Defendant Carsten S. is accused of complicity in the NSU murders for allegedly supplying the gun with which nine of the 10 victims were killed. At the end of his testimony, S. apologized to the families of the victims.
For eight days, Carsten S. answered questions in the criminal proceedings against the National Socialist Underground (NSU) in Munich before his questioning ended on Thursday (20.06.2013). As the only one of five defendants willing to speak during the trial, all those involved were eager to hear his account. The others, including Beate Zschäpe, charged with 10 counts of murder, refused to testify or limited themselves to reading a prepared statement, as in the case of Holger G.
On the penultimate day of his hearing, the 33-year-old Carsten S. said he could not imagine what "incredible suffering" he had brought upon the families, and said he lacked the words to properly express his regret.
"An apology would not be enough," he said, just a sorry and then it would be over and done. "But it is far from over," he said. "I wanted to express to you my deepest sympathy."
S. allegedly acquired murder weapon
Lawyers for the plaintiffs had differing reactions to his words. Detlef Kolloge, who represents the family of Yunus Turgut, said he was "fairly convincing." But Yavuz Narin, the lawyer for the family of Theodoros Boulgarides, said the apology was just an "unconvincing defensive maneuver."
The credibility of S. is also being called into question, particularly with regard to his testimony in connection with the murders allegedly committed by the NSU. From 2000 to 2007, the members of the alleged far-right terrorist group are said to have been responsible for the murders of 10 people, among them nine people with foreign heritage.
According to S., he allegedly acquired a Ceka pistol on behalf of the co-accused Ralf Wohlleben, a former functionary of the far right-wing political party NPD. It was this weapon that he supposedly passed on to the alleged NSU terrorists, Uwe Böhnhardt and Uwe Mundlos, around the beginning of 2000.
Defense pushing for repeal of arrest warrant
Böhnhardt and Mundlos committed suicide in November 2011. According to the findings of criminal investigators, nine of the 10 victims were killed with a Ceska. But Wohlleben's attorneys, Nicole Schneider and Olaf Klemke, said testimony given by Carsten S. was contradictory. They said there is no evidence that the weapon he procured was the murder weapon, and that the arrest warrant against Wohlleben should be set aside and that he should be released immediately.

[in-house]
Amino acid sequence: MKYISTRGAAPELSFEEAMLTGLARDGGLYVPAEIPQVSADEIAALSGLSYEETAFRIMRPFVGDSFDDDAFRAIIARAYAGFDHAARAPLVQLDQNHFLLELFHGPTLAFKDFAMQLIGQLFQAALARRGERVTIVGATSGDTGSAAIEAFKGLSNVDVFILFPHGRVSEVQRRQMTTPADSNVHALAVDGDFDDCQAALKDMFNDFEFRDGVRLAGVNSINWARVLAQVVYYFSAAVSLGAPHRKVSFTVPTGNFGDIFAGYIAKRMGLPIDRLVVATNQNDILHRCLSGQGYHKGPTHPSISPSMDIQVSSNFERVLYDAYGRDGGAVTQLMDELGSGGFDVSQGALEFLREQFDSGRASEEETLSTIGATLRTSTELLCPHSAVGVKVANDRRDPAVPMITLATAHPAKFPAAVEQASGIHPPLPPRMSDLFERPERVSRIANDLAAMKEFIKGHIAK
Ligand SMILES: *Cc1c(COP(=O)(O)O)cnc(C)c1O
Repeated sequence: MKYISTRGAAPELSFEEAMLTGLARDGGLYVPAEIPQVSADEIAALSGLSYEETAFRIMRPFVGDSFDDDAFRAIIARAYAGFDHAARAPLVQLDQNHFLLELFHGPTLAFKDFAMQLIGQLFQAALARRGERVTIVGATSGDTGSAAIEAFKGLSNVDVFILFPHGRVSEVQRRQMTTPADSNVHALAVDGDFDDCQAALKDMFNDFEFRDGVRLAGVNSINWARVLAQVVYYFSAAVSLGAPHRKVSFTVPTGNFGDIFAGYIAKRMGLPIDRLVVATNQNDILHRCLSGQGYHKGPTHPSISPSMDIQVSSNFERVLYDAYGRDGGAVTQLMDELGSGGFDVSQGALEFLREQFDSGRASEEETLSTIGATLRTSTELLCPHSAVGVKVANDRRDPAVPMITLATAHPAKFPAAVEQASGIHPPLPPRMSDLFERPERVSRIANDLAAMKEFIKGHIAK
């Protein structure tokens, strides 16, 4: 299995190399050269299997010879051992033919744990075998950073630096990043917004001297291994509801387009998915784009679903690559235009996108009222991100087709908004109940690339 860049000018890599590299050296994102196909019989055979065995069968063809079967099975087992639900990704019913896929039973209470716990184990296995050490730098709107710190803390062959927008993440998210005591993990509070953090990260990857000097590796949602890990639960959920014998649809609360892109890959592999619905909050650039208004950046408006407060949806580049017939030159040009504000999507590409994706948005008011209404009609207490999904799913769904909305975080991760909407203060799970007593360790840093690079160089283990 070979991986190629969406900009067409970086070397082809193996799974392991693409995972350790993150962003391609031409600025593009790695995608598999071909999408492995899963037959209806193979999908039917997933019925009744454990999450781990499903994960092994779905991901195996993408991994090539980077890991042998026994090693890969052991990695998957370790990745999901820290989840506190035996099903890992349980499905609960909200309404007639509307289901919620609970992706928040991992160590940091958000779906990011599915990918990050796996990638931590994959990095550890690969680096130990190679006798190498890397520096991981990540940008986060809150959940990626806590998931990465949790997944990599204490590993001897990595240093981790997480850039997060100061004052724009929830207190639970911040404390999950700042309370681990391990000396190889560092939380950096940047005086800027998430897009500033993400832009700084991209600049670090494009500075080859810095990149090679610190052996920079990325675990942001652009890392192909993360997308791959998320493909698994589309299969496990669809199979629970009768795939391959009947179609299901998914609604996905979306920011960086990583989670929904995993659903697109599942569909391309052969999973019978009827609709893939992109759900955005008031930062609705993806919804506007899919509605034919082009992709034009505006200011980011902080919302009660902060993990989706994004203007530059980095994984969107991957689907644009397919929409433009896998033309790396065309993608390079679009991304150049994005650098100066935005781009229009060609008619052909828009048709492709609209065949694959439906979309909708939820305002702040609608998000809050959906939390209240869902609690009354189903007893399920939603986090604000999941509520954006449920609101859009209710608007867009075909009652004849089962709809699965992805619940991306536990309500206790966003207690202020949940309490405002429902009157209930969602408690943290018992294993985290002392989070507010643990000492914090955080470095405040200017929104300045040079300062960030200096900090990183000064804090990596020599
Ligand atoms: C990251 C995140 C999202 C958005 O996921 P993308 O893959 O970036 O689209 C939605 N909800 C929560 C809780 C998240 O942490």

Further information came to light during the Carsten S.'s testimony. According to his statements, when he was delivering the weapon to Böhnhardt and Mundlos, the two boasted that they had left a "flashlight" in a Nuremburg shop. Carsten S. said he didn't know what they meant at the time. In the fall of 1999, an explosive device went off in a bar in Nuremburg, injuring an 18-year-old. The owner of the premises was a Turkish-born man. Based on this information, the Federal Prosecutor's office decided to also charge Zschäpe with suspicion of attempted murder.
Possible further offense
Federal prosecutor Herbert Diemer said he sees a possible further NSU connection with regard to a statement thought to be made by Wohlleben to S. According to the statement, Wohlleben spoke in a telephone call of a shooting in Nuremberg. The Federal Criminal Police Agency (BKA) will now determine whether there is anything to the story.
Whether these statements will have mitigating effect for Carsten S. is difficult to judge at this early stage of the proceedings. Prosecutor Jochen Weingarten seems to doubt S.'s credibility. The defendant claims to have left Thuringia's far-right scene in 2000 - coincidentally, Weingarten said, just around the time of the first alleged NSU murder in September 2000 when florist Enver Simsek was shot in Nuremberg.
Carsten S. has said his exit from the far-right scene was due to his homosexuality, which he said had caused him difficulties in those surroundings. What is clear is that at the beginning of 2000, Carsten S. left Thuringia to study social work in Dusseldorf. Until his arrest in late 2011, he had been working at an AIDS support organization.